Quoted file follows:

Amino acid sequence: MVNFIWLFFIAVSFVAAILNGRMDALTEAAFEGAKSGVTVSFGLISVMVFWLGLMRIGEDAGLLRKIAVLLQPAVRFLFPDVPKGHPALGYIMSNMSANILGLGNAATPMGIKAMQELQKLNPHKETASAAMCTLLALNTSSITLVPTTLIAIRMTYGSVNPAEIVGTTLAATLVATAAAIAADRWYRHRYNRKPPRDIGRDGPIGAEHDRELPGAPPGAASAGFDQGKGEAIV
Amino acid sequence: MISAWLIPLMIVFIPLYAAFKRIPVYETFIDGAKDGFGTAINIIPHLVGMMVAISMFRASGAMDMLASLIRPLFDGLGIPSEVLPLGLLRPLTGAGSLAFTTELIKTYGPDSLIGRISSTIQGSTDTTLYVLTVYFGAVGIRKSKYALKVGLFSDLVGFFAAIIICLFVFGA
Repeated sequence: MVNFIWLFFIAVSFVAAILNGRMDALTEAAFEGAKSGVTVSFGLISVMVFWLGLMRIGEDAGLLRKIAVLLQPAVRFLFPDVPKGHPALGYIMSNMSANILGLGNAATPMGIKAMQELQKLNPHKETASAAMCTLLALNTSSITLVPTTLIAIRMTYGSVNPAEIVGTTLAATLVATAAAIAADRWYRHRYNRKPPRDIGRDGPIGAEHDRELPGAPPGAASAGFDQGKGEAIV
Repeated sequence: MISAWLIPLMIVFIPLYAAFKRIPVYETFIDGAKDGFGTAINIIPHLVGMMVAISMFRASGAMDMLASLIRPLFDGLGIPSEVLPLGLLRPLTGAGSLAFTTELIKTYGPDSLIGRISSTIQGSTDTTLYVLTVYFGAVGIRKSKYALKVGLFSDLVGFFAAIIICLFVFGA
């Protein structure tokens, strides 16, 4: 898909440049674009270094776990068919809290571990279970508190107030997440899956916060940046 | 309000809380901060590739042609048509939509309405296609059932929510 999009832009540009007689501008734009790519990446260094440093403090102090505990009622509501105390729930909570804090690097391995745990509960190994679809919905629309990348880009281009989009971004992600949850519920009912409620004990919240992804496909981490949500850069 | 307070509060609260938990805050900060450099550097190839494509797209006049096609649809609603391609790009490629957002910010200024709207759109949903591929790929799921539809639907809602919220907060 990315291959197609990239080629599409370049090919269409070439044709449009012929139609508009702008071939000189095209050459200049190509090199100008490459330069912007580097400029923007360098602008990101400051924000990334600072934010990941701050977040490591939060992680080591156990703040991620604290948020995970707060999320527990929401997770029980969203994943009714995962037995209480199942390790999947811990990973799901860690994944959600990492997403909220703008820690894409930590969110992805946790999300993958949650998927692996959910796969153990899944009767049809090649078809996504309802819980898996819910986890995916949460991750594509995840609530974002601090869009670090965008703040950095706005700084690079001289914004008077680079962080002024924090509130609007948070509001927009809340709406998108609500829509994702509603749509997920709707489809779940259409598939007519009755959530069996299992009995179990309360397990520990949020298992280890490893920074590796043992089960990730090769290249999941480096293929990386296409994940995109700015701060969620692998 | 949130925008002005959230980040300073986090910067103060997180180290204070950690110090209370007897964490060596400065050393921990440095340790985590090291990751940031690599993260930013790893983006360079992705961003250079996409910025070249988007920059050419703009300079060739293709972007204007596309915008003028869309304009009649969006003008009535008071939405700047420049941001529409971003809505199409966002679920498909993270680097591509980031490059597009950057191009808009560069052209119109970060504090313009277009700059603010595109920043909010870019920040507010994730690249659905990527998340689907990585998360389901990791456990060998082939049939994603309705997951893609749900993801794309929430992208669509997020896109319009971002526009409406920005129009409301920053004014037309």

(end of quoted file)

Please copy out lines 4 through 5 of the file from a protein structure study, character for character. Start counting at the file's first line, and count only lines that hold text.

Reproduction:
Repeated sequence: MISAWLIPLMIVFIPLYAAFKRIPVYETFIDGAKDGFGTAINIIPHLVGMMVAISMFRASGAMDMLASLIRPLFDGLGIPSEVLPLGLLRPLTGAGSLAFTTELIKTYGPDSLIGRISSTIQGSTDTTLYVLTVYFGAVGIRKSKYALKVGLFSDLVGFFAAIIICLFVFGA
């Protein structure tokens, strides 16, 4: 898909440049674009270094776990068919809290571990279970508190107030997440899956916060940046 | 309000809380901060590739042609048509939509309405296609059932929510 999009832009540009007689501008734009790519990446260094440093403090102090505990009622509501105390729930909570804090690097391995745990509960190994679809919905629309990348880009281009989009971004992600949850519920009912409620004990919240992804496909981490949500850069 | 307070509060609260938990805050900060450099550097190839494509797209006049096609649809609603391609790009490629957002910010200024709207759109949903591929790929799921539809639907809602919220907060 990315291959197609990239080629599409370049090919269409070439044709449009012929139609508009702008071939000189095209050459200049190509090199100008490459330069912007580097400029923007360098602008990101400051924000990334600072934010990941701050977040490591939060992680080591156990703040991620604290948020995970707060999320527990929401997770029980969203994943009714995962037995209480199942390790999947811990990973799901860690994944959600990492997403909220703008820690894409930590969110992805946790999300993958949650998927692996959910796969153990899944009767049809090649078809996504309802819980898996819910986890995916949460991750594509995840609530974002601090869009670090965008703040950095706005700084690079001289914004008077680079962080002024924090509130609007948070509001927009809340709406998108609500829509994702509603749509997920709707489809779940259409598939007519009755959530069996299992009995179990309360397990520990949020298992280890490893920074590796043992089960990730090769290249999941480096293929990386296409994940995109700015701060969620692998 | 949130925008002005959230980040300073986090910067103060997180180290204070950690110090209370007897964490060596400065050393921990440095340790985590090291990751940031690599993260930013790893983006360079992705961003250079996409910025070249988007920059050419703009300079060739293709972007204007596309915008003028869309304009009649969006003008009535008071939405700047420049941001529409971003809505199409966002679920498909993270680097591509980031490059597009950057191009808009560069052209119109970060504090313009277009700059603010595109920043909010870019920040507010994730690249659905990527998340689907990585998360389901990791456990060998082939049939994603309705997951893609749900993801794309929430992208669509997020896109319009971002526009409406920005129009409301920053004014037309």